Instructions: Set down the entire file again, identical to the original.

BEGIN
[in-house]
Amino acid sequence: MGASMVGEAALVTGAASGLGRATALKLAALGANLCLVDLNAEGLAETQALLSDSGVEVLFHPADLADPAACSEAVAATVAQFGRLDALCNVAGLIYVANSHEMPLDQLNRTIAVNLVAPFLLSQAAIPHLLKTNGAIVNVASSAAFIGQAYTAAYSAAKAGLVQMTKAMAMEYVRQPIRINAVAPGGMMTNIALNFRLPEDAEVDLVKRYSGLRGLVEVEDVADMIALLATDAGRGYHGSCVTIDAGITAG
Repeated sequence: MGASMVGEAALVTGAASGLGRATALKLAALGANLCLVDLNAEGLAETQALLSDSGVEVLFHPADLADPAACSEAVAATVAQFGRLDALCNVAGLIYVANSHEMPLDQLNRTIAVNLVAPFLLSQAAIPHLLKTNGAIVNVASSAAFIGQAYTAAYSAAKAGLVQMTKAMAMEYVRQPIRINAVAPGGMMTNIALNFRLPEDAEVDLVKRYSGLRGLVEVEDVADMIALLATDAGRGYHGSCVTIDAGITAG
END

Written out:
[in-house]
Amino acid sequence: MGASMVGEAALVTGAASGLGRATALKLAALGANLCLVDLNAEGLAETQALLSDSGVEVLFHPADLADPAACSEAVAATVAQFGRLDALCNVAGLIYVANSHEMPLDQLNRTIAVNLVAPFLLSQAAIPHLLKTNGAIVNVASSAAFIGQAYTAAYSAAKAGLVQMTKAMAMEYVRQPIRINAVAPGGMMTNIALNFRLPEDAEVDLVKRYSGLRGLVEVEDVADMIALLATDAGRGYHGSCVTIDAGITAG
Repeated sequence: MGASMVGEAALVTGAASGLGRATALKLAALGANLCLVDLNAEGLAETQALLSDSGVEVLFHPADLADPAACSEAVAATVAQFGRLDALCNVAGLIYVANSHEMPLDQLNRTIAVNLVAPFLLSQAAIPHLLKTNGAIVNVASSAAFIGQAYTAAYSAAKAGLVQMTKAMAMEYVRQPIRINAVAPGGMMTNIALNFRLPEDAEVDLVKRYSGLRGLVEVEDVADMIALLATDAGRGYHGSCVTIDAGITAG